"...I believe that an understanding and appreciation of engineers and engineering can be gotten without an engineering or technical education.... I believe that the concept of failure - mechanical and structural failure in the context of this discussion - is central to unerstanding engineering, for engineering design has as its first and foremost objective the obviation of failure. Thus the colossal disasters that do occur are ultimately failures of design, but the lessons learned form those disasters can do more to advance engineering knowledge than all the successful machines and structures in the world."
Take the word engineering out of the above quote and insert any profession there and the quote still works.
I found particularly erie the background on the Comet, the first commercial jet aircraft. In the the chapter on Forensic Engineering, Petroski tells of a early Nevil Shute novel, _No Highway_, in which Shute tells a very, very similar _fictional_ story about a failed commercail aircraft called the Reindeer. I did not know that Shute was an aero engineer working for de Haviland at the same time as the Comet design. Shute is best known for his work _On the Beach_.
Of interest to other information systems professions is the chapter entitled From Slide Rull to Computer: Forgetting How It Used to be Done.
The bibliography of 11 pages may also be of interest to anyone researching this subject.
This Petroski work is a good introduction in to his other works, as well as the topic of failure analysis....especially if you aren't an engineer.
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am 12. Juni 2000
To Engineer is Human is a surprisingly relevant book, despite being 15 years old now. Some of the examples may tax the memories of younger engineers and engineering students, but that's exactly the point of this book, to emphasize the nature of engineering: improving what has already been done in the past.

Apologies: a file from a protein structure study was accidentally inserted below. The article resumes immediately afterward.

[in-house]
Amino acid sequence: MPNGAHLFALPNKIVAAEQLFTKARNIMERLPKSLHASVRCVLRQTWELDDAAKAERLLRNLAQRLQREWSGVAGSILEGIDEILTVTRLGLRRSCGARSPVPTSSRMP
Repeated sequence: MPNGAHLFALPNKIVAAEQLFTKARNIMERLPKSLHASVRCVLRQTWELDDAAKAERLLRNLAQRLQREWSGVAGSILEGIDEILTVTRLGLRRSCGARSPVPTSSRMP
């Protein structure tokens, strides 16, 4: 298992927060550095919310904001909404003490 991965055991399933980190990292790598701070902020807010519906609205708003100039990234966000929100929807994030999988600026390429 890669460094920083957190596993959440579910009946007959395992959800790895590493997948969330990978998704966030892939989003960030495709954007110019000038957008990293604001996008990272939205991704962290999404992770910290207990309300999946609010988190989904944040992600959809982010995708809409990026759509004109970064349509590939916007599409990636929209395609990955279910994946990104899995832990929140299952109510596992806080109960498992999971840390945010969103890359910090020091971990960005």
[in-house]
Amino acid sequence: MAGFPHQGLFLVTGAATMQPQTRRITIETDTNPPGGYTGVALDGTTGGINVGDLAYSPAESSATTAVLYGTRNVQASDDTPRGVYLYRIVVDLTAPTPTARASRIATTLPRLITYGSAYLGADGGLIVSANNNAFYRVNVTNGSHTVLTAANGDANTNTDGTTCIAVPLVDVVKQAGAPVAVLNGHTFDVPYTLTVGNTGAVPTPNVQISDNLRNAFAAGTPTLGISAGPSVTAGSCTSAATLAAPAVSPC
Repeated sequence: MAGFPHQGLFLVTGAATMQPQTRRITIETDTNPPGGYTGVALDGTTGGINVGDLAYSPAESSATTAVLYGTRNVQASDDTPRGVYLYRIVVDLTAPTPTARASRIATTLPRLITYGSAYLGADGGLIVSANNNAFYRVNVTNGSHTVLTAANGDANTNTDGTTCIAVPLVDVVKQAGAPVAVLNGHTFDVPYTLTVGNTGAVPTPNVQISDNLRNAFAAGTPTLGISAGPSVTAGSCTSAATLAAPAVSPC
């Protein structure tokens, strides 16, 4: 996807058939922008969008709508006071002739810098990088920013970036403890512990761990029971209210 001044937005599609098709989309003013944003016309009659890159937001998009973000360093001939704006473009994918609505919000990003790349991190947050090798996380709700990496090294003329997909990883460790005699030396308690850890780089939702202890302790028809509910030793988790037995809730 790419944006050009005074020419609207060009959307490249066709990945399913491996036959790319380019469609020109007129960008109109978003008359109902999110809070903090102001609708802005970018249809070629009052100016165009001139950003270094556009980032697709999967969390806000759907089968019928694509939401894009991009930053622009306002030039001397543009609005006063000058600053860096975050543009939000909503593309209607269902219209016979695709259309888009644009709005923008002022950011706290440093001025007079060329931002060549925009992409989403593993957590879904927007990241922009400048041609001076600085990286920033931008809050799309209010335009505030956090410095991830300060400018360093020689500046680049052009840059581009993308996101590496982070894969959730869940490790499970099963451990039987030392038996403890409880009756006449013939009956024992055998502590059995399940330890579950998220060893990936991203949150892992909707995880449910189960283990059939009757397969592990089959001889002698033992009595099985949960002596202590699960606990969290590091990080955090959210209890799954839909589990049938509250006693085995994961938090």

I, too, found the repetitive references to a limited number of examples tiring; I suspect this was done because Petroski had prior knowledge of these case studies and wished to minimize his research by drawing on what he knew about before writing. As an amateur historian of technology, I was also disappointed that few earlier historical examples were treated in any depth, the Crystal Palace being a notable exception.
The book is an easy read. Henry Petroski's prose is easy to grasp and flows well, holding the reader's interest, despite the repetition.
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am 28. Juni 1997
Why do buildings and bridges suddenly collapse, or why do airplanes fall out
of the sky ? Even though since the start of the industrial revolution the
relative number of disastrous accidents has gone down, it is still a daily

Some great examples are given (most prominently the walkway of a Houston
hotel that collapsed during the opening ceremony) with pictures and detailed
analysis. Great stuff even for non civil-engineers since with some
imagination you may learn some more general design lessons.

The editorial side of the book is less impressing, most facts and
interpretations are repeated 3 or 4 times throughout the book (excluding the
introduction and back flap) so I never got further than 3 quarters into it,
preventing myself from another deja vu.

In any way, a veryimportant and useful read.
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am 16. November 1998
This book left me a little dissapointed, Petroski had a full tank of gas and only drove around the block. His use of countless examples over does his simpil thisis, that mistakes happen. "To Engineer Is Human," should have been a great chapter, but not a book. The book does have a great flow to it. Petroski wrights in a very easy, simple, entertaining way. The dissapointment of Petroski is that he fails on subject, which should not have happened from a Civil Engineering professor at duke.
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am 14. September 1996
Anyone who has ever wondered why things like bridges and airplanes can't be built without falling down will find out why in this book.
A fascinating and informative book.
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0 von 2 Kunden fanden die folgende Rezension hilfreich.
am 19. Juli 1999
Can you help me connect with the makers of the Video by the same title......To Engineer is Human? The company is Films Inc. PMI
Brad Flack John Deere Harvester